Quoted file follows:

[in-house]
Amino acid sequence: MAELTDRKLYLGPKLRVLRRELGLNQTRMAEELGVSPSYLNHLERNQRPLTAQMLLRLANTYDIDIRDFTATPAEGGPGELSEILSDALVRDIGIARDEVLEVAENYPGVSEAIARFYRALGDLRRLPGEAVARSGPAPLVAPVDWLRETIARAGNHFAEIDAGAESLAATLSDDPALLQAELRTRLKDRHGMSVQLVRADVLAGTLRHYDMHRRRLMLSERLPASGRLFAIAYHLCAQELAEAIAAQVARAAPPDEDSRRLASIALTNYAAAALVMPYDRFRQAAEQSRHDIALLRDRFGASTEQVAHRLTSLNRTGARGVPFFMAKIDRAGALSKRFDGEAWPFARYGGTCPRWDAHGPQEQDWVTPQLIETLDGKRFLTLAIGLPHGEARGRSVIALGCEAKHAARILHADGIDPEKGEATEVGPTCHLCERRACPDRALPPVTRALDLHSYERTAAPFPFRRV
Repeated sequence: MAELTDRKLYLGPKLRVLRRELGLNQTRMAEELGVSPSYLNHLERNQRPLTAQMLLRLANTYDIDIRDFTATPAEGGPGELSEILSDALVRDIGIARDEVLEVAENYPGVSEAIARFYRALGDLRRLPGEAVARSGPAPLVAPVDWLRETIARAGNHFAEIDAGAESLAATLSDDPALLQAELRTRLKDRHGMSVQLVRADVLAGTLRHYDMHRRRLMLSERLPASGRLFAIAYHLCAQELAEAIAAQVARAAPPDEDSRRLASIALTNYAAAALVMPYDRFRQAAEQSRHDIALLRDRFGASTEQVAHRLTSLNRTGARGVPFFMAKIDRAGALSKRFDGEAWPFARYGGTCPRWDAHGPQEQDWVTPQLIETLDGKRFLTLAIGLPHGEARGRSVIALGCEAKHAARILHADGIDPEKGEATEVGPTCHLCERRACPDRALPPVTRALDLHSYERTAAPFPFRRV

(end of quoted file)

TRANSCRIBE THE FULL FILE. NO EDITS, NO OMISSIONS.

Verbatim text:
[in-house]
Amino acid sequence: MAELTDRKLYLGPKLRVLRRELGLNQTRMAEELGVSPSYLNHLERNQRPLTAQMLLRLANTYDIDIRDFTATPAEGGPGELSEILSDALVRDIGIARDEVLEVAENYPGVSEAIARFYRALGDLRRLPGEAVARSGPAPLVAPVDWLRETIARAGNHFAEIDAGAESLAATLSDDPALLQAELRTRLKDRHGMSVQLVRADVLAGTLRHYDMHRRRLMLSERLPASGRLFAIAYHLCAQELAEAIAAQVARAAPPDEDSRRLASIALTNYAAAALVMPYDRFRQAAEQSRHDIALLRDRFGASTEQVAHRLTSLNRTGARGVPFFMAKIDRAGALSKRFDGEAWPFARYGGTCPRWDAHGPQEQDWVTPQLIETLDGKRFLTLAIGLPHGEARGRSVIALGCEAKHAARILHADGIDPEKGEATEVGPTCHLCERRACPDRALPPVTRALDLHSYERTAAPFPFRRV
Repeated sequence: MAELTDRKLYLGPKLRVLRRELGLNQTRMAEELGVSPSYLNHLERNQRPLTAQMLLRLANTYDIDIRDFTATPAEGGPGELSEILSDALVRDIGIARDEVLEVAENYPGVSEAIARFYRALGDLRRLPGEAVARSGPAPLVAPVDWLRETIARAGNHFAEIDAGAESLAATLSDDPALLQAELRTRLKDRHGMSVQLVRADVLAGTLRHYDMHRRRLMLSERLPASGRLFAIAYHLCAQELAEAIAAQVARAAPPDEDSRRLASIALTNYAAAALVMPYDRFRQAAEQSRHDIALLRDRFGASTEQVAHRLTSLNRTGARGVPFFMAKIDRAGALSKRFDGEAWPFARYGGTCPRWDAHGPQEQDWVTPQLIETLDGKRFLTLAIGLPHGEARGRSVIALGCEAKHAARILHADGIDPEKGEATEVGPTCHLCERRACPDRALPPVTRALDLHSYERTAAPFPFRRV